Philippines' war on drugs — Remembering the dead

Suspicious killings

One of the children of alleged pusher Kenneth Trasmano lights a candle during the wake of his father in Manila. Kenneth was killed in a police undercover operation after allegedly fighting back on February 2, 2018. His family and neighbors claim the police forced them to leave their homes and get out of sight, and thereafter heard the gunshots.

Philippines' war on drugs — Remembering the dead

Left alone

A child holds the pictures of her deceased father Joseph and grandfather Marcelo. Marcelo was killed in a police operation inside their home on July 22, 2016. Her father was rounded up and taken by the police. His lifeless body was later found "salvaged" along a roadside.

Philippines' war on drugs — Remembering the dead

Last message

The picture shows letters written by children who have lost either one of their parents in the drug war, as part of their counselling session at Our Lady of Lourdes Parish in Camarin, Caloocan city.

Philippines' war on drugs — Remembering the dead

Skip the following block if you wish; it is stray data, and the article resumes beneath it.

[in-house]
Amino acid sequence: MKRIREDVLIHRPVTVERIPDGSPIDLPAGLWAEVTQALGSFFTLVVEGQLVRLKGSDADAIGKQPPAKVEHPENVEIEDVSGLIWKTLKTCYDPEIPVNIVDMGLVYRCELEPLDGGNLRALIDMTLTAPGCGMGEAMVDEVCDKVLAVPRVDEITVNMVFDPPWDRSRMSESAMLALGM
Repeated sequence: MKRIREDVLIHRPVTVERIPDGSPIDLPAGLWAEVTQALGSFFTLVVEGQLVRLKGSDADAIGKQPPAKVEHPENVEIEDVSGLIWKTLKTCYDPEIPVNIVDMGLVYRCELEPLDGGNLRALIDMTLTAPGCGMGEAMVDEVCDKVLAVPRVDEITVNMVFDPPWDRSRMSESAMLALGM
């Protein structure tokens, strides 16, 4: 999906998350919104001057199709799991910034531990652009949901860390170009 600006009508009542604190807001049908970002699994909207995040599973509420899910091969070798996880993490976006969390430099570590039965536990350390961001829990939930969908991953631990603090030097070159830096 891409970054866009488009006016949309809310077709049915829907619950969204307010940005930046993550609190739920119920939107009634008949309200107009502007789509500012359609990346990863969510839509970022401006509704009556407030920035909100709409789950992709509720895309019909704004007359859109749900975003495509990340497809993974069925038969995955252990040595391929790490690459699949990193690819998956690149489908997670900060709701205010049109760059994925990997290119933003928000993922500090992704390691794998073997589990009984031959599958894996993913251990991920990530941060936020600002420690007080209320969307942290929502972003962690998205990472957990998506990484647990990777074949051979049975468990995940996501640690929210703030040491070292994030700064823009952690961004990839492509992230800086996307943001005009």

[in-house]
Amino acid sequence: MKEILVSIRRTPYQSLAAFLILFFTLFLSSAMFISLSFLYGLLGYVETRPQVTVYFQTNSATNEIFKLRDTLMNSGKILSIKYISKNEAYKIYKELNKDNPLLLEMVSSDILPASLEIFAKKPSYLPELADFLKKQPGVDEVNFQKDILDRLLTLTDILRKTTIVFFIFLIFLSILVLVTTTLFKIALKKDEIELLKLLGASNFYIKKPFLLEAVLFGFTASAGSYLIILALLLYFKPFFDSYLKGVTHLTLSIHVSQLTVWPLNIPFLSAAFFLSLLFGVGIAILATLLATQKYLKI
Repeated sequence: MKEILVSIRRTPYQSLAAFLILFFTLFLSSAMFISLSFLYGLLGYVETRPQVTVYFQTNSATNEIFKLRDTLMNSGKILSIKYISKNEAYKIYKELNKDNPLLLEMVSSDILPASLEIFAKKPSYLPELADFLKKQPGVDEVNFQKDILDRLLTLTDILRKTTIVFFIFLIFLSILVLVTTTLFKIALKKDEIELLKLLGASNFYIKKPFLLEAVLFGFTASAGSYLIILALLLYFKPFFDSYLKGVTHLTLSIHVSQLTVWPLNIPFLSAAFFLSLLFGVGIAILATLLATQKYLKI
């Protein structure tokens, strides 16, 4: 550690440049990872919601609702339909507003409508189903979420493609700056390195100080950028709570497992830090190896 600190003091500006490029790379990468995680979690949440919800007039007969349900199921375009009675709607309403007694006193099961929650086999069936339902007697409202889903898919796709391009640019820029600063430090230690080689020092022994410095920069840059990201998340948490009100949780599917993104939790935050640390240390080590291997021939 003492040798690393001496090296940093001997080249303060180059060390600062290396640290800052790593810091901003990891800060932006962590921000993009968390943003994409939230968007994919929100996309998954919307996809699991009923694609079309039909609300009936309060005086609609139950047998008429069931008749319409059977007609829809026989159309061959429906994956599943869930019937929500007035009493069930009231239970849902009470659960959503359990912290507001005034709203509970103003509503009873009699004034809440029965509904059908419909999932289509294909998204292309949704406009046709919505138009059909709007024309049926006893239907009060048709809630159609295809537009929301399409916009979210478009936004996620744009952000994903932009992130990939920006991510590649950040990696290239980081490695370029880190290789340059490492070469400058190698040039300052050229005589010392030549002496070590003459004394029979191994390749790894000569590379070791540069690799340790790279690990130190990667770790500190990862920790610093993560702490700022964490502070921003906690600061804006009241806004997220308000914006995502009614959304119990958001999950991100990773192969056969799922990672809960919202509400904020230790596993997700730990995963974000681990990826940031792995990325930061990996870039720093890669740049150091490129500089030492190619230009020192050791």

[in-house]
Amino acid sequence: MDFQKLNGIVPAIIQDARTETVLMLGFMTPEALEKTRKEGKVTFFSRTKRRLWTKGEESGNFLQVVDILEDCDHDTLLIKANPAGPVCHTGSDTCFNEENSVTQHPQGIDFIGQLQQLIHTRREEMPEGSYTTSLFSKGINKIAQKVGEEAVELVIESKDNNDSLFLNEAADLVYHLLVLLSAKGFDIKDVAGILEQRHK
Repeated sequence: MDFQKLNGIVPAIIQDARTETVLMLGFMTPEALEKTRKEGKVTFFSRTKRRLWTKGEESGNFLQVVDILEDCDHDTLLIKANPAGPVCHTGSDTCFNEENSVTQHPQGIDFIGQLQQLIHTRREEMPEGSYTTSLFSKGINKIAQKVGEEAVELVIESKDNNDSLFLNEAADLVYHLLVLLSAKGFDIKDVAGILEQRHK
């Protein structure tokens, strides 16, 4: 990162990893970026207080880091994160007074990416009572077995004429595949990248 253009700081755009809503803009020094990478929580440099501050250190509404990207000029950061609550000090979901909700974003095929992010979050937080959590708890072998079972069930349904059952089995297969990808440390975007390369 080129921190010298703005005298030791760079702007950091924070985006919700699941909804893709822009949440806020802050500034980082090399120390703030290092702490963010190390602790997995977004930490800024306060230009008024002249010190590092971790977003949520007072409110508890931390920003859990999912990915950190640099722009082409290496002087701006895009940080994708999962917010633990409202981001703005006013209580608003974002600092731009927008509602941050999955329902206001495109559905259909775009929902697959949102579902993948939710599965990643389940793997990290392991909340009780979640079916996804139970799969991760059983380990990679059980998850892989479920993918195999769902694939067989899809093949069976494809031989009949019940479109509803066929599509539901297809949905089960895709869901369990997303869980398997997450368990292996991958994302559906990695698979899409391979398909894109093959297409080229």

Funeral march

Family and friends walk the funeral procession of Rogelio Gilbuena and his common law wife Jenny Royo, who were both found dead (several hours apart) in different locations in Navotas city, Manila. Prior to their death, the couple were taken from their house in Navotas by 10 men who introduced themselves as police.

Philippines' war on drugs — Remembering the dead

Remembering the dead

Families of victims of drug-related extrajudicial killings offer flowers to their departed loved ones during the Holy Eucharistic Mass Action in Bagong Silang, Caloocan.

Philippines' war on drugs — Remembering the dead

Calling for justice

Her husband Luis and her son, Gabriel, were killed in September 2016. During their burial, she was stoic. The days after she had laid them to rest were different. "I began looking for them and could not stop crying." MA nowadays attends protest rallies calling for a stop to drug-related killings and justice for those who have died. She hides her face as she doesn't want to be identified.